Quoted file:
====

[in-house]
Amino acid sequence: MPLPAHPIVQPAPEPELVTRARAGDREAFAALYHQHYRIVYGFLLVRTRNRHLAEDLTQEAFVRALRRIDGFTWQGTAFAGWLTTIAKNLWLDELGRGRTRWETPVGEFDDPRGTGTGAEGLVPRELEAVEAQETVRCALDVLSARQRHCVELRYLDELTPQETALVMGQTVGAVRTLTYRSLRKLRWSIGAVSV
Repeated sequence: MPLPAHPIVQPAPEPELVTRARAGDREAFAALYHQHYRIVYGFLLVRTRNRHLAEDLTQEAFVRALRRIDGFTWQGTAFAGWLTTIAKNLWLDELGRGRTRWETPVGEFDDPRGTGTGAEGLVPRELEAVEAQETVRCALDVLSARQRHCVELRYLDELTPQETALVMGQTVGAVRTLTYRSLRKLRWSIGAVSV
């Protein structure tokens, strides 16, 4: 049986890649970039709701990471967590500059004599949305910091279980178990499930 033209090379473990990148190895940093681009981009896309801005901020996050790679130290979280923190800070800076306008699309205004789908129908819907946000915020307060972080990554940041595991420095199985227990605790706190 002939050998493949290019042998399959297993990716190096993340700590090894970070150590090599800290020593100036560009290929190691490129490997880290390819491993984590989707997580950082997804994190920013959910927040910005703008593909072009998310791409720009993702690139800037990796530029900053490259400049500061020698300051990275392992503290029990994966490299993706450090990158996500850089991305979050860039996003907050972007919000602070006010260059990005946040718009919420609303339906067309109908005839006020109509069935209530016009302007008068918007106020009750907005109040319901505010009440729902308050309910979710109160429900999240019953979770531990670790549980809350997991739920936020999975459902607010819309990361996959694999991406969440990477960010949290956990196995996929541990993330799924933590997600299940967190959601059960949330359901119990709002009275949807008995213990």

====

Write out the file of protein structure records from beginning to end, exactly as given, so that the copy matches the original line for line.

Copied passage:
[in-house]
Amino acid sequence: MPLPAHPIVQPAPEPELVTRARAGDREAFAALYHQHYRIVYGFLLVRTRNRHLAEDLTQEAFVRALRRIDGFTWQGTAFAGWLTTIAKNLWLDELGRGRTRWETPVGEFDDPRGTGTGAEGLVPRELEAVEAQETVRCALDVLSARQRHCVELRYLDELTPQETALVMGQTVGAVRTLTYRSLRKLRWSIGAVSV
Repeated sequence: MPLPAHPIVQPAPEPELVTRARAGDREAFAALYHQHYRIVYGFLLVRTRNRHLAEDLTQEAFVRALRRIDGFTWQGTAFAGWLTTIAKNLWLDELGRGRTRWETPVGEFDDPRGTGTGAEGLVPRELEAVEAQETVRCALDVLSARQRHCVELRYLDELTPQETALVMGQTVGAVRTLTYRSLRKLRWSIGAVSV
């Protein structure tokens, strides 16, 4: 049986890649970039709701990471967590500059004599949305910091279980178990499930 033209090379473990990148190895940093681009981009896309801005901020996050790679130290979280923190800070800076306008699309205004789908129908819907946000915020307060972080990554940041595991420095199985227990605790706190 002939050998493949290019042998399959297993990716190096993340700590090894970070150590090599800290020593100036560009290929190691490129490997880290390819491993984590989707997580950082997804994190920013959910927040910005703008593909072009998310791409720009993702690139800037990796530029900053490259400049500061020698300051990275392992503290029990994966490299993706450090990158996500850089991305979050860039996003907050972007919000602070006010260059990005946040718009919420609303339906067309109908005839006020109509069935209530016009302007008068918007106020009750907005109040319901505010009440729902308050309910979710109160429900999240019953979770531990670790549980809350997991739920936020999975459902607010819309990361996959694999991406969440990477960010949290956990196995996929541990993330799924933590997600299940967190959601059960949330359901119990709002009275949807008995213990």